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Late field goal lifts Pitt over Georgia Tech on the road, 31-28

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After Georgia Tech beat Pitt 56-28 last season, Pitt got its revenge Saturday, winning 31-28.

After Georgia Tech beat Pitt 56-28 last season, Pitt got its revenge Saturday, winning 31-28.

After Georgia Tech beat Pitt 56-28 last season, Pitt got its revenge Saturday, winning 31-28.

By Chris Puzia / Assistant Sports Editor

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Pat Narduzzi decided to attempt two fourth down conversions on the team’s game-winning drive, but his call that ultimately won the game came when he sent Chris Blewitt out to attempt a 56-yard field goal.

Blewitt’s career-long kick sealed a 31-28 road win over Georgia Tech (2-5, 0-4 ACC) to give Pitt its first 5-1 start since 2009.

The final drive, which ate more than seven minutes of clock, nearly stalled twice, but Narduzzi elected both times to attempt fourth down conversions, both of which the team completed. Following a penalty for having 12 men in the huddle, Narduzzi chose to send Blewitt out for a long attempt, which he poked through the bottom right corner of the uprights.

No team led by more than a touchdown for the entire game.

Pitt started the scoring with a lengthy 7:10 drive capped off by a Tyler Boyd six-yard touchdown catch, but on Georgia Tech’s ensuing opening drive, it took only three plays to score. Freshman Marcus Marshall took a 58-yard pitch and raced into the end zone to tie the game at seven.

Later in the quarter, GT quarterback Justin Thomas decided to go to the air, completing a 29-yard pass to Ricky Jeune in the corner to make it 14-7 after the first play of the second quarter.

Pitt struggled to contain Georgia Tech’s run-dependent triple option offense for most of the first half. The Yellow Jackets ran for 264 yards in the first half and averaged 11.6 yards per play.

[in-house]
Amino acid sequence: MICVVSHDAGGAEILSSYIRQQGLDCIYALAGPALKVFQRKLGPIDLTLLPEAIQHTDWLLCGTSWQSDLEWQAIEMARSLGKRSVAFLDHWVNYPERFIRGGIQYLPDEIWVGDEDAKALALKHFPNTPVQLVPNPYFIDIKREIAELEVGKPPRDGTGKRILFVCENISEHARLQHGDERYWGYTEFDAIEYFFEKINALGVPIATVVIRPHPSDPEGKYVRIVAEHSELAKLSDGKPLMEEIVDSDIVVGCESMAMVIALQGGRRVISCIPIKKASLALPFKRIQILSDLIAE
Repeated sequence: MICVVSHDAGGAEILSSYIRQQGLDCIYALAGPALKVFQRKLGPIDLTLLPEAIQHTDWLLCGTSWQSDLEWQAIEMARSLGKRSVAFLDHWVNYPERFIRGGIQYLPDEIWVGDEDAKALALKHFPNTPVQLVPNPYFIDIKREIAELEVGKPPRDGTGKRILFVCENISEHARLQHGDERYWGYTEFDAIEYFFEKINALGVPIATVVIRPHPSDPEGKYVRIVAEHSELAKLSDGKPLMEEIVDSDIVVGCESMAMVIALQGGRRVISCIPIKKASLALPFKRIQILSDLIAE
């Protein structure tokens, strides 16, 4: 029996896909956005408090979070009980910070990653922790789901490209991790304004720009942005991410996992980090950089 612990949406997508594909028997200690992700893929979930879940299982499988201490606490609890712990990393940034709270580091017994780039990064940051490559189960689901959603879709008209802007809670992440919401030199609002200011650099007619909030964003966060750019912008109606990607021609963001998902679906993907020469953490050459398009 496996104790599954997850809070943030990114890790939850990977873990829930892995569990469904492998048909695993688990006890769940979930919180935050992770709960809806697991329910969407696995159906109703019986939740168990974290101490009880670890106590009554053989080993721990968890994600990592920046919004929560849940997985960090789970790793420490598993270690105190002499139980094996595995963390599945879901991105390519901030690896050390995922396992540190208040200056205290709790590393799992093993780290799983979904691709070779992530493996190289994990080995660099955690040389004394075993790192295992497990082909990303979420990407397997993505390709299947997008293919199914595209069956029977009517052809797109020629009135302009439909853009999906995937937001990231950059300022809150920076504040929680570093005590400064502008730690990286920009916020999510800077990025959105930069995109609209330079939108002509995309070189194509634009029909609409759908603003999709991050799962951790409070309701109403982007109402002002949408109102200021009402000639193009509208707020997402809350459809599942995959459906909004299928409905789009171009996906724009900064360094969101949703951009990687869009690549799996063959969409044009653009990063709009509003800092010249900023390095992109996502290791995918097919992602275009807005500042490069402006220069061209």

But Pitt’s efficient offense and consistent positive plays kept the Panthers in the game.

Quarterback Nathan Peterman finished with 162 yards on 14-21 passing with three touchdowns. Two of those scores went in the first half to junior receiver Tyler Boyd, who totaled 68 yards on eight catches.

In the third quarter, Boyd grabbed a short pass for his 203rd catch career reception, passing Devin Street for the most in school history. Even with the noteworthy catch, Boyd filled the stat sheet in other ways, too, compiling 29 passing yards and 26 rushing yards.

In the beginning of the second quarter, Boyd took a pitch in the backfield, evaded a tackler and threw to wide receiver Zach Challingsworth to set Pitt up on the two-yard line. Two plays later, running back Qadree Ollison punched it in up the middle to tie the game at 14. Ollison had 22 carries for 83 yards and the score.

While it maintained scoring drives, Georgia Tech kept finding big plays with the triple option and holding onto its lead.

The Yellow Jackets compiled 376 rushing yards, 95 of which came from Thomas. He and Marshall both ripped carries of 50-plus yards in the game.

For its next game, Pitt travels to Syracuse (3-2, 1-0 ACC) next Saturday for a noon matchup.

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Late field goal lifts Pitt over Georgia Tech on the road, 31-28